In patients with all types of urinary incontinence, Table 2 lists the indications for referral to specialist services.3,10


Table 2: Indications for referral to specialist services 

Recurrent or persistent urinary tract infections

Haematuria (visible or microscopic)

Persisting bladder or urethral pain

Clinically benign pelvic mass

Associated faecal incontinence

Suspected neurological disease

Symptoms of voiding difficulty

Suspected urogenital fistulae (constant leakage)

Previous continence surgery

Previous pelvic cancer surgery or radiation therapy

Vaginal prolapse that is at or below the introitus


Treatment should focus on improving quality of life and patient expectations should be identified. Initial treatments focus on conservative management and primarily involve pelvic floor exercises. If there is ‘mixed’ urinary incontinence, treat the most bothersome symptom first.

For all types of incontinence:

  • Advise women who have a BMI>30kg/m2 to lose weight10
  • Absorbent products should not be considered as an initial definitive treatment10

For the ‘urge’ incontinence element of ‘mixed’ urinary incontinence:

  • Review fluid intake10
  • Recommend a trial of alcohol and caffeine reduction10
  • Offer bladder training for a minimum of 6 weeks.10 The aim of bladder training is to teach patients to delay voiding when they feel the urge to go. The British Association of Urological Surgeons have produced a bladder training guide for patients13

For ‘stress’ incontinence:

  • Optimise respiratory conditions to prevent coughing
  • Pelvic floor muscle training

In women, a routine digital vaginal assessment to confirm pelvic floor muscle contraction should occur before the use of supervised pelvic floor muscle training.10 NICE guidance recommends offering a trial of at least 3 months’ duration before specialist referral.10 Pelvic floor muscle training should consist of at least 8 contractions performed 3 times per day.10 Patients should be advised to undertake both slow contractions and fast contractions. This encourages pelvic floor muscle stamina, but also increases reactivity. Advise patients to hold the squeeze for as long as possible (up to 10 seconds) and then relax (slow contraction) and after a set of these, to pull their pelvic floor muscles up quickly and relax them immediately for a set of fast contractions.14The training should be continued, if beneficial, as the effect wears off when the exercises stop.15 Pelvic floor muscle training has a success rate of 50-70% if supervised by a continence adviser or physiotherapist.16 Women in their first pregnancy should be offered pelvic floor muscle training as a preventative strategy for stress incontinence.10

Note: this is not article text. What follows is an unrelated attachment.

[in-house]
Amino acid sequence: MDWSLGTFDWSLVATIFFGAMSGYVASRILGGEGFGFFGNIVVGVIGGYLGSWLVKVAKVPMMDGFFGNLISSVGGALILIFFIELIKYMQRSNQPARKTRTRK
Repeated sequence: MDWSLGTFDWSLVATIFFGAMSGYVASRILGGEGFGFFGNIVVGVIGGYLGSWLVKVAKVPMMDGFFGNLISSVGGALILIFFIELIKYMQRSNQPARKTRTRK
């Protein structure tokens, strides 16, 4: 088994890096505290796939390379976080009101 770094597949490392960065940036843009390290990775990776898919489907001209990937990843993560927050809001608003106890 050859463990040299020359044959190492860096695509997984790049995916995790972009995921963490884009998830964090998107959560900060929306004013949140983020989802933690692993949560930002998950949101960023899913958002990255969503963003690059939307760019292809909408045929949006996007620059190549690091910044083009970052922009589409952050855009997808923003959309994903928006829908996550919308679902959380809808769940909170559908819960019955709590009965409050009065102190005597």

A Cochrane review found there was no significant benefit at 12 months for men who received post prostatectomy pelvic floor muscle training.17 However, preoperative pelvic floor muscle training speeds recovery of continence.1



Duloxetine does not cure stress incontinence, but can improve symptoms in women. NICE guidance does not recommend as a first line treatment for women, but it may be offered as second line therapy for women who are either unsuitable or do not wish to have surgery.1 Duloxetine plus pelvic floor muscle training significantly improves urinary incontinence in men who have undergone prostatectomy, but the effects are not long lasting.19 Duloxetine should be started at a low dose and titrated, as most studies have shown a high withdrawal rate due to nausea, dizziness and sedation which should be discussed with the patient.11 The recommended dose is 40mg twice daily. After 2-4 weeks of treatment, patients should be reviewed to evaluate the benefit and tolerability of duloxetine. Some patients may benefit from a starting dose of 20 mg twice daily for two weeks before increasing to the recommended dose of 40mg twice daily to reduce risk of side effects. The efficacy of duloxetine has not been evaluated for longer than 3 months in placebo controlled studies and the benefit of treatment should be reassessed at regular intervals.20



Pessaries can be tried as a conservative intervention to help treat prolapse symptoms with stress urinary incontinence.21


Surgery (Women)

Patients who fail first line conservative measures can be referred for surgical assessment.  

If stress incontinence is the predominant symptom in women with mixed urinary incontinence, the benefit of conservative management including medications for urge symptoms should be discussed before referring for surgery.10 As reported in recent press coverage, mesh tape procedures are not presently being performed in Scotland and mesh surgery in the rest of UK is under review by NICE (guidance due in 2019).

Surgery (Men)

There is usually a progressive return of continence up to one year after prostatectomy. In general, invasive continence interventions are delayed until one year after surgery.3


Dr Helen Wood
Specialist Registrar, Geriatric and General Medicine, Severn Deanery



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This article was first published in our sister publication British Journal of Family Medicine.